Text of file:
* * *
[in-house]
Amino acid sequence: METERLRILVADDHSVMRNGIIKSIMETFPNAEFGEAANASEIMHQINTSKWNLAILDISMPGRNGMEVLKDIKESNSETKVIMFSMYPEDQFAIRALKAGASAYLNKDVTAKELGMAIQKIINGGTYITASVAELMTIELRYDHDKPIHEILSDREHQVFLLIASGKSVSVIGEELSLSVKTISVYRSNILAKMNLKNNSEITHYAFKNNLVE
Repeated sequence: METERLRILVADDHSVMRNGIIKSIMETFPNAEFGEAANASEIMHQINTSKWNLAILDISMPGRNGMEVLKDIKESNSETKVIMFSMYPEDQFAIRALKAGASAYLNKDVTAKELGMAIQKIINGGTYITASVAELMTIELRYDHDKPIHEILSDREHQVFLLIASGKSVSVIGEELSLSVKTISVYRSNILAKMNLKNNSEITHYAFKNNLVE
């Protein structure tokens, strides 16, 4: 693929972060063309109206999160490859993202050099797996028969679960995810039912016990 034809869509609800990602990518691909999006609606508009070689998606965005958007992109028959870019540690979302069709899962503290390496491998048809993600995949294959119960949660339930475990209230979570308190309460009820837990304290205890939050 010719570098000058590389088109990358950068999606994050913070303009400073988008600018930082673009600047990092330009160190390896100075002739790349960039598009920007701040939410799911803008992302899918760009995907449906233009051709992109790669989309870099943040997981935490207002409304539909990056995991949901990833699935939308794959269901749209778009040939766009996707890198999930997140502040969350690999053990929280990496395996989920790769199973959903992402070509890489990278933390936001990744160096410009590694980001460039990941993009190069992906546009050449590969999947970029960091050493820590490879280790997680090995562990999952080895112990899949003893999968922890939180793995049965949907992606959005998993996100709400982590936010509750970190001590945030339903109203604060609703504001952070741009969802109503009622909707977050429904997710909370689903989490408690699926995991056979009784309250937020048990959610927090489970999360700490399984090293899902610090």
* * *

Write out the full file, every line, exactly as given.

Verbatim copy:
[in-house]
Amino acid sequence: METERLRILVADDHSVMRNGIIKSIMETFPNAEFGEAANASEIMHQINTSKWNLAILDISMPGRNGMEVLKDIKESNSETKVIMFSMYPEDQFAIRALKAGASAYLNKDVTAKELGMAIQKIINGGTYITASVAELMTIELRYDHDKPIHEILSDREHQVFLLIASGKSVSVIGEELSLSVKTISVYRSNILAKMNLKNNSEITHYAFKNNLVE
Repeated sequence: METERLRILVADDHSVMRNGIIKSIMETFPNAEFGEAANASEIMHQINTSKWNLAILDISMPGRNGMEVLKDIKESNSETKVIMFSMYPEDQFAIRALKAGASAYLNKDVTAKELGMAIQKIINGGTYITASVAELMTIELRYDHDKPIHEILSDREHQVFLLIASGKSVSVIGEELSLSVKTISVYRSNILAKMNLKNNSEITHYAFKNNLVE
């Protein structure tokens, strides 16, 4: 693929972060063309109206999160490859993202050099797996028969679960995810039912016990 034809869509609800990602990518691909999006609606508009070689998606965005958007992109028959870019540690979302069709899962503290390496491998048809993600995949294959119960949660339930475990209230979570308190309460009820837990304290205890939050 010719570098000058590389088109990358950068999606994050913070303009400073988008600018930082673009600047990092330009160190390896100075002739790349960039598009920007701040939410799911803008992302899918760009995907449906233009051709992109790669989309870099943040997981935490207002409304539909990056995991949901990833699935939308794959269901749209778009040939766009996707890198999930997140502040969350690999053990929280990496395996989920790769199973959903992402070509890489990278933390936001990744160096410009590694980001460039990941993009190069992906546009050449590969999947970029960091050493820590490879280790997680090995562990999952080895112990899949003893999968922890939180793995049965949907992606959005998993996100709400982590936010509750970190001590945030339903109203604060609703504001952070741009969802109503009622909707977050429904997710909370689903989490408690699926995991056979009784309250937020048990959610927090489970999360700490399984090293899902610090």